ORONO — A single moment 8 minutes into a hockey game shouldn’t be decisive.

But it was for Maine on Friday.

Black Bears freshman Mark Hamilton was whistled for a boarding penalty, and No. 6 Massachusetts-Lowell took advantage. Twice.

Adam Chapie scored on a deflected shot while the River Hawks had a six-on-five advantage before Maine could get a stick on the puck, then knocked in a backdoor shot on the ensuing power play. That was all his team needed to subdue the Black Bears 2-0 before an announced crowd of 3,820 at Alfond Arena.

It was the first time Maine (7-15-1, 2-7 Hockey East) had been shut out since its home opener on Oct. 17, a 3-0 loss to Union College.

“Well, they called it, so it must have been a penalty,” Hamilton said. “They took advantage and scored after they pulled their goalie. It kind of stinks because then they still have a power play after it. It’s definitely unfortunate.”

Maine Coach Red Gendron didn’t fault Hamilton for the penalty, but rather his teammates for surrendering the goals. He was upset with the Black Bears’ lack of energy in the first period.

“The other team came in here and they really wanted it and we weren’t ready for that,” Gendron said, sarcastically mentioning that his team may have let last Saturday’s 3-0 win at UMass go to its head. “Maybe (the River Hawks) didn’t get the memo about how good we were.”

UMass-Lowell (15-4-3, 8-1-2) hasn’t lost a game it has led after one period. And the River Hawks showed why, stifling Maine for 50 minutes after grabbing that two-goal lead. They are now 11-0-2 when holding an advantage after 20 minutes.

“I think we had really good bench energy all game. I think that helps a lot with the lead,” Chapie said.

“We want to play hard, we want to play fast, and I think that’s what we did.”

Chapie’s first goal came when he deflected a Michael Fallon shot past Maine goaltender Matt Morris.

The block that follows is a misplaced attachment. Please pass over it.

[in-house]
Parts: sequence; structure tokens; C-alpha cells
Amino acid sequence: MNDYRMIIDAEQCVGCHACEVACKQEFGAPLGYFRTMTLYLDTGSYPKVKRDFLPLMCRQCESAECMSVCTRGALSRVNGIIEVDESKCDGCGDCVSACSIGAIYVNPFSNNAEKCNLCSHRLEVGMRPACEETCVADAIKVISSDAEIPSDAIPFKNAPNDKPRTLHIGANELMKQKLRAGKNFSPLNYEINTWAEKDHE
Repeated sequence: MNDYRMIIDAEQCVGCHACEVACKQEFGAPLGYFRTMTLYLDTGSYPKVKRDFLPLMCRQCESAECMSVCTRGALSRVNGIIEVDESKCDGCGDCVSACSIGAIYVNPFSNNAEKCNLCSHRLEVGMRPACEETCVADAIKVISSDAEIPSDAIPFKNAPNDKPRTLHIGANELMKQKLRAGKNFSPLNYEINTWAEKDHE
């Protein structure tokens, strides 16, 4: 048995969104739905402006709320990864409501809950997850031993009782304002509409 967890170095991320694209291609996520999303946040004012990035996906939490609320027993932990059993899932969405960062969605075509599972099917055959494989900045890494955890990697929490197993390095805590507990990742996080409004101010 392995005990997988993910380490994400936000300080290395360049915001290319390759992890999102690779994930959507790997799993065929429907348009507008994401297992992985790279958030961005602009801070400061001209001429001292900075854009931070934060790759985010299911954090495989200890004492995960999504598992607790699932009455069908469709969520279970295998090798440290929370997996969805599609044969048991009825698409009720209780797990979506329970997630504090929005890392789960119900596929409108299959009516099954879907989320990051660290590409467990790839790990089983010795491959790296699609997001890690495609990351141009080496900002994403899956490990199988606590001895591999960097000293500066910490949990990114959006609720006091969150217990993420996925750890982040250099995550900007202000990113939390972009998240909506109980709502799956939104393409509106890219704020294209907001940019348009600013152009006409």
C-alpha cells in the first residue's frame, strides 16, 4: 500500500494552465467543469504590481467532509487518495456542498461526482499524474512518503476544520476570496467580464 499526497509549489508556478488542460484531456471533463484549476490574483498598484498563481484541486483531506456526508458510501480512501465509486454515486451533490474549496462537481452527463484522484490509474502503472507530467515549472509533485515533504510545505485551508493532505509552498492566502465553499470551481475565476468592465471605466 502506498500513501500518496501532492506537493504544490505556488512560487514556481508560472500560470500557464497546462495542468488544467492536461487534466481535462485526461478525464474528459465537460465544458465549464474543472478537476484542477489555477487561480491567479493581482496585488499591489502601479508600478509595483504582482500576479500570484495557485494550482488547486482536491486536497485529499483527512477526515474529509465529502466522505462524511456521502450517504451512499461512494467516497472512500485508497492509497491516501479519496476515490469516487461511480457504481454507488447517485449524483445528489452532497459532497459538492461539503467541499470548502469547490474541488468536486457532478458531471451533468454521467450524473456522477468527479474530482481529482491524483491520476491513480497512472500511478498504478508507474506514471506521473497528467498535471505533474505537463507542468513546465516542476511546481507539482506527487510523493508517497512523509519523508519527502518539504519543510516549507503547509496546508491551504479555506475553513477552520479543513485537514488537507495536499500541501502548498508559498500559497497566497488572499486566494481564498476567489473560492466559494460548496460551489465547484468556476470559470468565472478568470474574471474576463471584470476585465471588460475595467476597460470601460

His second came when he took a pass from Ryan McGrath on a two-on-one and buried it from the right of the crease.

Morris made 40 saves to keep the game close, but the Black Bears mustered only 24 shots all game and never really tested River Hawks goaltender Kevin Boyle.

“I guess a lucky bounce for them. That’s how our season has been so far,” Morris said of the initial goal.

“There’s always something I can do better. Especially after that first goal, you want to make that next save and that was the next shot I faced. It was a tough break.”

The Black Bears’ 12 forwards generated only 14 shots. Center Devin Shore had four of those, but questioned his team’s effort.

“I don’t think we got to the net well enough. I don’t think we were hungry enough against a good defensive team like that,” he said.

Gendron, whose team next hosts Boston College on Sunday, took that one step further.

“The other team was better than us basically for 60 minutes,” he said.

“You’ve got to have the courage to get in there and win battles for those pucks. You’ve got to want it bad. You have to be willing to pay a price to score goals … and we weren’t willing to pay a high enough price to score.”